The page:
When divided into the predominance of parkinsonism and cerebellar features, in most parts of the world MSA-P predominates, with 60-80% of cases in different series. However, for unknown reasons MSA-C predominates in Japan with a ratio to MSA-P of about 4:1. As regards initial symptoms, 20-40% of subjects develop autonomic symptoms before other neurological features are detected.
As MSA progresses, functions controlled by the autonomic nervous system become increasingly impaired. Individuals with MSA may develop vocal cord paralysis resulting in hoarseness and high-pitched, noisy respiration (stridor). In some cases, periodic episodes in which breathing is interrupted during sleep (apnea) may develop. (For more information on apnea, choose “sleep apnea” as your search term in the Rare Disease Database.) Irregular heart rhythms may also develop. Some individuals may develop painfully cold fingers and toes caused by constriction of small vessels in response to cold (Raynaud’s phenomenon).
Additional sleep disorders such as REM sleep behavior disorder (RBD) occur in many individuals with MSA, but RBD is also common, but less so, in PD. Normally, people cannot move during REM sleep, but in RBD they can move and often act out their dreams potentially resulting in self-injury, or injuring their bed-partner.
In some cases, individuals with MSA experience a mild loss of cognitive ability although, unlike Parkinson’s disease, frank dementia is uncommon. In addition, chewing, swallowing, and speaking may become more difficult as the disorder progresses. The symptoms associated with MSA are progressive so that affected individuals may ultimately become unable to walk unassisted, or require a wheelchair, lose the ability to speak or swallow, or develop severe respiratory complications. Continued neurological degeneration can potentially result in severe, life-threatening complications such as aspiration pneumonia or deep vein thrombosis and pulmonary embolism, secondary to immobility.
The exact underlying cause of MSA is unknown. It appears to occur randomly for unknown reasons (sporadically). Researchers have suggested that multiple environmental or genetic factors are important, but more research is needed.
MSA is characterized by progressive loss of nerve cells (neurons) in various structures of the brain. Gliosis is present and structures or “bodies” known as glial cytoplasmic inclusions (GCIs) develop which are always present in the MSA brain, and are unique to this disease. Gliosis is characterized by the proliferation of astrocytes in damaged areas of the central nervous system. Astrocytes are star-shaped cells that form the supportive tissue of the brain. The proliferation of astrocytes causes scarring in the affected areas of the brain.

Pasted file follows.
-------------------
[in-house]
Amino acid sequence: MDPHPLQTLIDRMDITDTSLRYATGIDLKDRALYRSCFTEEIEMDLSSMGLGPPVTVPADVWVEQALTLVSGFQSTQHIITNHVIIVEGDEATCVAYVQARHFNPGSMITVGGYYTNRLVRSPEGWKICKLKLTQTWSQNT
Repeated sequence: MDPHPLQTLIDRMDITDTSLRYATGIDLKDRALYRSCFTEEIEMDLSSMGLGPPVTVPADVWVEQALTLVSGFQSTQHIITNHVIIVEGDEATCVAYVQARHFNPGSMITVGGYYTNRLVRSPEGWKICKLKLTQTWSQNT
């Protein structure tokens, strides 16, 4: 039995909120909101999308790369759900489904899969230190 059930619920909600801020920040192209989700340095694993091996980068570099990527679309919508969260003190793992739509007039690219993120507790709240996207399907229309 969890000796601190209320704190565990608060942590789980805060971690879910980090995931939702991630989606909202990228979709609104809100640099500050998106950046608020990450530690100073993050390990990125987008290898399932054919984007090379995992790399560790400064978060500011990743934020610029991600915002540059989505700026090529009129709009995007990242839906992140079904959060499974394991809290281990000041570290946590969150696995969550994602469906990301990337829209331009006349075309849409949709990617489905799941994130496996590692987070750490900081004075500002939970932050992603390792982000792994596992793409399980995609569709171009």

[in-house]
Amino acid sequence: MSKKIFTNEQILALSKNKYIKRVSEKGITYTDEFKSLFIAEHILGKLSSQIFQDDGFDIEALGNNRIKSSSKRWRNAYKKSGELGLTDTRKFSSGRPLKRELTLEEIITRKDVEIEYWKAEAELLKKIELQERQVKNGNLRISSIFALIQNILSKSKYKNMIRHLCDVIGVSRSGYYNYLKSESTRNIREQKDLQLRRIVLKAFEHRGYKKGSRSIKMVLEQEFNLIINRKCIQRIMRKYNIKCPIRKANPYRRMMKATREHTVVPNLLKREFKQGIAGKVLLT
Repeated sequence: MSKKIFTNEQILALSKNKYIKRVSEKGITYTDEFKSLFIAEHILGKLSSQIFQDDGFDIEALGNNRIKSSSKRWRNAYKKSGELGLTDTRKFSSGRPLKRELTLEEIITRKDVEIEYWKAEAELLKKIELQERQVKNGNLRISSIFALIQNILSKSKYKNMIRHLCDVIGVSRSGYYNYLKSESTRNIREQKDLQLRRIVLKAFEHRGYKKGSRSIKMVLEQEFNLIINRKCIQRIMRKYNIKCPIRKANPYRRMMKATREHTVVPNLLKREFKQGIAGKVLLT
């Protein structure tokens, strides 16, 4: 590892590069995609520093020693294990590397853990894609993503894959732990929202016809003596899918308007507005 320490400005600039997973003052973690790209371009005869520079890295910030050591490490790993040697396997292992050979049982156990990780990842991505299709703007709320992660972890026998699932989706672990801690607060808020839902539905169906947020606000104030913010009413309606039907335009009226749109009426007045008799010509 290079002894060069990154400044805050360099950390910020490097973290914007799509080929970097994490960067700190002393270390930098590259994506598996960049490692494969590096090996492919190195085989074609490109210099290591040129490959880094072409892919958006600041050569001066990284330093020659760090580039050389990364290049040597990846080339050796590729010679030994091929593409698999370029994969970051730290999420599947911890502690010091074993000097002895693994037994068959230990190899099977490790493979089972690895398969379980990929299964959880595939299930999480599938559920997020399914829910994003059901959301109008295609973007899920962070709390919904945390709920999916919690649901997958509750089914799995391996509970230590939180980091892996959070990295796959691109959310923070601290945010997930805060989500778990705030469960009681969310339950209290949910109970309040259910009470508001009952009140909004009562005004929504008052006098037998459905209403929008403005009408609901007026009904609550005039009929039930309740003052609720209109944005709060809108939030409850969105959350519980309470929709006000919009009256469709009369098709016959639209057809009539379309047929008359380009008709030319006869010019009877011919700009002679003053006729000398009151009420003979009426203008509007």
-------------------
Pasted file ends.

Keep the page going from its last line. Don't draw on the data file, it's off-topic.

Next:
GCIs are abnormal structures within the brain that contain clumps of proteins. These GCIs accumulate a specific protein known as alpha-synuclein. Although the exact function of alpha-synuclein is not fully understood, researchers believe that this protein is overexpressed in individuals with MSA and may have a toxic effect on the brain, so it is believed to play a central role in the development of MSA.
Researchers have been searching for variations in the alpha-synuclein (SNCA) gene that may lead to an increased risk of developing MSA. Accumulation of alpha-synuclein in the brain has also been seen in other neurological disorders such as Parkinson’s disease and dementia with Lewy bodies. These disorders are sometimes collectively referred to as “synucleinopathies”.
More research is necessary to determine the exact role that alpha-synuclein plays in the development of MSA and to fully understand the complex, underlying mechanisms that ultimately lead to the disorder.
Evolution of Terminology
The older names for MSA, specifically striatonigral degeneration and olivopontocerebellar atrophy, referred to the areas of the brain that were most affected.
Striatonigral degeneration refers to a disruption of communication between nerve cells within two structures of the brain involved with movement and balance known as the substantia nigra and the striatum.
Olivopontocerebellar atrophy refers to specific structures of the brain known as the olives, pons and cerebellum. The inferior olives are two small round structures in the medulla, the lowest part of the brainstem. The pons is part of the brainstem and contains important neuronal pathways between the cerebrum, spinal cord, and cerebellum, and serves as a relay point for messages between these structures. The cerebellum is a part of the brain that controls balance and posture as well as coordinating voluntary movement.